First, the now-reinstated panel decision found a due process violation even assuming the CFPB’s disgorgement order had rested on a permissible reading of RESPA. PHH, 839 F.3d at 44-50. In so holding, the panel decision reaffirms the sensible notion that, even where an agency’s new position might otherwise be entitled to Chevron or Auer deference, due process nevertheless precludes the agency from enforcing that position retroactively. See id. This principle constrains agencies’ ability to change the law in adjudicatory proceedings and instead counsels in favor of issuing new rules with only prospective effect.
Second, the panel decision also made clear that, even if the government’s prior position on RESPA were reflected only in nonbinding policy guidance, private reliance on such materials still warranted due process protection. Id. at 48-49. In the panel’s view, the fact that the government’s past guidance “was provided by top HUD officials and was given repeatedly” was “surely sufficient” “to justify citizens’ reliance for purposes of the Due Process Clause.” Id. at 48. Emphasizing that fair notice does not turn on legal formalisms, the panel decision endorsed a broad, anti-“gamesmanship” understanding of due process rooted more in common sense than in theory or doctrine. Id. at 49. As Judge Kavanaugh explained: “Imagine that a police officer tells a pedestrian that the pedestrian can lawfully cross the street at a certain place. The pedestrian carefully and precisely follows the officer’s direction. After the pedestrian arrives at the other side of the street, however, the officer hands the pedestrian a $1,000 jaywalking ticket. No one would seriously contend that the officer had acted fairly or in a manner consistent with basic due process in that situation. Yet that’s precisely this case.” Id. at 49 (citation omitted).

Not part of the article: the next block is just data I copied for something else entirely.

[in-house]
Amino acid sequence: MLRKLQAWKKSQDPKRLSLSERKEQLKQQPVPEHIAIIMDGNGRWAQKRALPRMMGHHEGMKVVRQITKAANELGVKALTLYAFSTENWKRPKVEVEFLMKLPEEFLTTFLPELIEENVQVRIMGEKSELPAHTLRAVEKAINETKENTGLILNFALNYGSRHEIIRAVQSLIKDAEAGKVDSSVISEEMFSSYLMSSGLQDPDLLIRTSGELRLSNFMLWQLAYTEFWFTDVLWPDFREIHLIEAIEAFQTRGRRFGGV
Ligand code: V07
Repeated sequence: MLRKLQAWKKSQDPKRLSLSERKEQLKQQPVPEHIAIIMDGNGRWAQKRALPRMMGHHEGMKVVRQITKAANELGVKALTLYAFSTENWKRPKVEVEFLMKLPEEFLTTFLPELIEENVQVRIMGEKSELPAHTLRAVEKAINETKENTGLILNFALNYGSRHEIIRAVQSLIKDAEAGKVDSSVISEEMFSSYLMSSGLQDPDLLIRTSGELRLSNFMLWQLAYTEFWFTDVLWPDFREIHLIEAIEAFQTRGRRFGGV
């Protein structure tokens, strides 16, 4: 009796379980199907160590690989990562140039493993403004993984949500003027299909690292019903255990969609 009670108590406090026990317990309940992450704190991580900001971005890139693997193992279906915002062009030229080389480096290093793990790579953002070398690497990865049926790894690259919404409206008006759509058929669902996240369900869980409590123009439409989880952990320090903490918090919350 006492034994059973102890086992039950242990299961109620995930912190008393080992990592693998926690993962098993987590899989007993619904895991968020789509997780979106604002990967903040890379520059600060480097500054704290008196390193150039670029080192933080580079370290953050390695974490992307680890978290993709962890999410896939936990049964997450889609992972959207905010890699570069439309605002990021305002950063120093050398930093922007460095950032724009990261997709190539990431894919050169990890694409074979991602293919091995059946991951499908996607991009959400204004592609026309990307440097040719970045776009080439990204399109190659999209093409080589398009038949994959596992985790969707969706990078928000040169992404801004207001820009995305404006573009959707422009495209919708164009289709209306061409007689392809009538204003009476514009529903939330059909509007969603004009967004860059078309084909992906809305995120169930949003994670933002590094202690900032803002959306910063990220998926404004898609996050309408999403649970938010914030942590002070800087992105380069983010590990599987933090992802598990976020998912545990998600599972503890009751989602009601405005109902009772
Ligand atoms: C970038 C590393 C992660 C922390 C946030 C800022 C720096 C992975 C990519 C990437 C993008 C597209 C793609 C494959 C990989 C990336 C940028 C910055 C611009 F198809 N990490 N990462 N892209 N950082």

Finally, because agencies and regulated entities pay careful attention to D.C. Circuit decisions—both for what they expressly hold and for what they implicitly suggest about that Court’s direction—reliance on the PHH rulings will likely be widespread. In PHH, every member of the en banc court agreed that the CFPB had acted in a fundamentally unfair way in penalizing PHH for conduct it had every reason to believe was legal at the time it acted. And they did so by reinstating the portions of a panel opinion reaching that conclusion in language sharply critical of the agency’s conduct. This all suggests that the D.C. Circuit will continue to be vigilant in enforcing basic fair-notice protections at the core of the rule of law, and that parties will frequently cite PHH when asking it to do so.
Joseph Palmore (@palmore_joe) is the co-chair of the Appellate and Supreme Court Practice group at Morrison & Foerster LLP, and Bryan Leitch is an associate in the group. They filed amici briefs in PHH for financial trade associations supporting reversal of the CFPB’s penalty on statutory and fair-notice grounds.
 The PHH panel opinion described a captive-reinsurance arrangement as one in which “a mortgage lender (such as PHH) refers borrowers to a mortgage insurer. In return, the mortgage insurer buys reinsurance from a mortgage reinsurer affiliated with (or owned by) the referring mortgage lender.” PHH Corp. v. CFPB, 839 F.3d 1, 9 (D.C. Cir. 2016).